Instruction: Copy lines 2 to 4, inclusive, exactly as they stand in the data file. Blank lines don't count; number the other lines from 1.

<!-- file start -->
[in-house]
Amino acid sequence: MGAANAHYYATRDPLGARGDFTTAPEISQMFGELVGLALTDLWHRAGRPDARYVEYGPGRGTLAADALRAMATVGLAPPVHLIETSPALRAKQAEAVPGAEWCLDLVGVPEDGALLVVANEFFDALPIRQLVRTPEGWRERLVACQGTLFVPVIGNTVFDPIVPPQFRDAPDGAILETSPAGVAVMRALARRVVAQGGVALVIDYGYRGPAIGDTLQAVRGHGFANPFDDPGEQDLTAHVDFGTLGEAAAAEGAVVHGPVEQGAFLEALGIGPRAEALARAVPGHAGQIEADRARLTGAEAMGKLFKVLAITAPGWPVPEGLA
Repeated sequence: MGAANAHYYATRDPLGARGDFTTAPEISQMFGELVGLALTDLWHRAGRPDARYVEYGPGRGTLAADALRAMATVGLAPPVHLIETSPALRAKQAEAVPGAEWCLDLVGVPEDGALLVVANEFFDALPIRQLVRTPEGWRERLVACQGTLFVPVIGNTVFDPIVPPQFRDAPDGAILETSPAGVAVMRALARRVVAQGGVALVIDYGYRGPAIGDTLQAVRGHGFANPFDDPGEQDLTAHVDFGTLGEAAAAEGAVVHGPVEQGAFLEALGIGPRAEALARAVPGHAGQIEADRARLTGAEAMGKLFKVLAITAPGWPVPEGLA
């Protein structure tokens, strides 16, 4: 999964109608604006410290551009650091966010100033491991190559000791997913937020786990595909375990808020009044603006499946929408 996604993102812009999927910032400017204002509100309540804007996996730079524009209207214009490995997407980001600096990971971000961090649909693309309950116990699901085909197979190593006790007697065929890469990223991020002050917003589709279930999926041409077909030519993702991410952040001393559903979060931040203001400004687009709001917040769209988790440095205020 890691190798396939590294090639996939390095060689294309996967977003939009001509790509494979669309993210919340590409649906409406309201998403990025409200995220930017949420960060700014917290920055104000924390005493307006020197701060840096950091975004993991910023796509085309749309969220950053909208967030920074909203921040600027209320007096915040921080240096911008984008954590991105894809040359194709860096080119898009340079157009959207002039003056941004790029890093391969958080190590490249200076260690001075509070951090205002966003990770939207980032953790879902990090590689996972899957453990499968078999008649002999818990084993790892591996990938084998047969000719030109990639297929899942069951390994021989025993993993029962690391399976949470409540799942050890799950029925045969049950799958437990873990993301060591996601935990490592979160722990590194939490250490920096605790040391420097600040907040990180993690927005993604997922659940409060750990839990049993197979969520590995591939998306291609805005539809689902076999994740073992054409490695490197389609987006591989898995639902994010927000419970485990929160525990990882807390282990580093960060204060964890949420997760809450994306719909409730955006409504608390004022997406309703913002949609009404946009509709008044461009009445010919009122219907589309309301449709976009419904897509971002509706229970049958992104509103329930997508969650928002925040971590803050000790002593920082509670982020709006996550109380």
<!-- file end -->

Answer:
Amino acid sequence: MGAANAHYYATRDPLGARGDFTTAPEISQMFGELVGLALTDLWHRAGRPDARYVEYGPGRGTLAADALRAMATVGLAPPVHLIETSPALRAKQAEAVPGAEWCLDLVGVPEDGALLVVANEFFDALPIRQLVRTPEGWRERLVACQGTLFVPVIGNTVFDPIVPPQFRDAPDGAILETSPAGVAVMRALARRVVAQGGVALVIDYGYRGPAIGDTLQAVRGHGFANPFDDPGEQDLTAHVDFGTLGEAAAAEGAVVHGPVEQGAFLEALGIGPRAEALARAVPGHAGQIEADRARLTGAEAMGKLFKVLAITAPGWPVPEGLA
Repeated sequence: MGAANAHYYATRDPLGARGDFTTAPEISQMFGELVGLALTDLWHRAGRPDARYVEYGPGRGTLAADALRAMATVGLAPPVHLIETSPALRAKQAEAVPGAEWCLDLVGVPEDGALLVVANEFFDALPIRQLVRTPEGWRERLVACQGTLFVPVIGNTVFDPIVPPQFRDAPDGAILETSPAGVAVMRALARRVVAQGGVALVIDYGYRGPAIGDTLQAVRGHGFANPFDDPGEQDLTAHVDFGTLGEAAAAEGAVVHGPVEQGAFLEALGIGPRAEALARAVPGHAGQIEADRARLTGAEAMGKLFKVLAITAPGWPVPEGLA
């Protein structure tokens, strides 16, 4: 999964109608604006410290551009650091966010100033491991190559000791997913937020786990595909375990808020009044603006499946929408 996604993102812009999927910032400017204002509100309540804007996996730079524009209207214009490995997407980001600096990971971000961090649909693309309950116990699901085909197979190593006790007697065929890469990223991020002050917003589709279930999926041409077909030519993702991410952040001393559903979060931040203001400004687009709001917040769209988790440095205020 890691190798396939590294090639996939390095060689294309996967977003939009001509790509494979669309993210919340590409649906409406309201998403990025409200995220930017949420960060700014917290920055104000924390005493307006020197701060840096950091975004993991910023796509085309749309969220950053909208967030920074909203921040600027209320007096915040921080240096911008984008954590991105894809040359194709860096080119898009340079157009959207002039003056941004790029890093391969958080190590490249200076260690001075509070951090205002966003990770939207980032953790879902990090590689996972899957453990499968078999008649002999818990084993790892591996990938084998047969000719030109990639297929899942069951390994021989025993993993029962690391399976949470409540799942050890799950029925045969049950799958437990873990993301060591996601935990490592979160722990590194939490250490920096605790040391420097600040907040990180993690927005993604997922659940409060750990839990049993197979969520590995591939998306291609805005539809689902076999994740073992054409490695490197389609987006591989898995639902994010927000419970485990929160525990990882807390282990580093960060204060964890949420997760809450994306719909409730955006409504608390004022997406309703913002949609009404946009509709008044461009009445010919009122219907589309309301449709976009419904897509971002509706229970049958992104509103329930997508969650928002925040971590803050000790002593920082509670982020709006996550109380």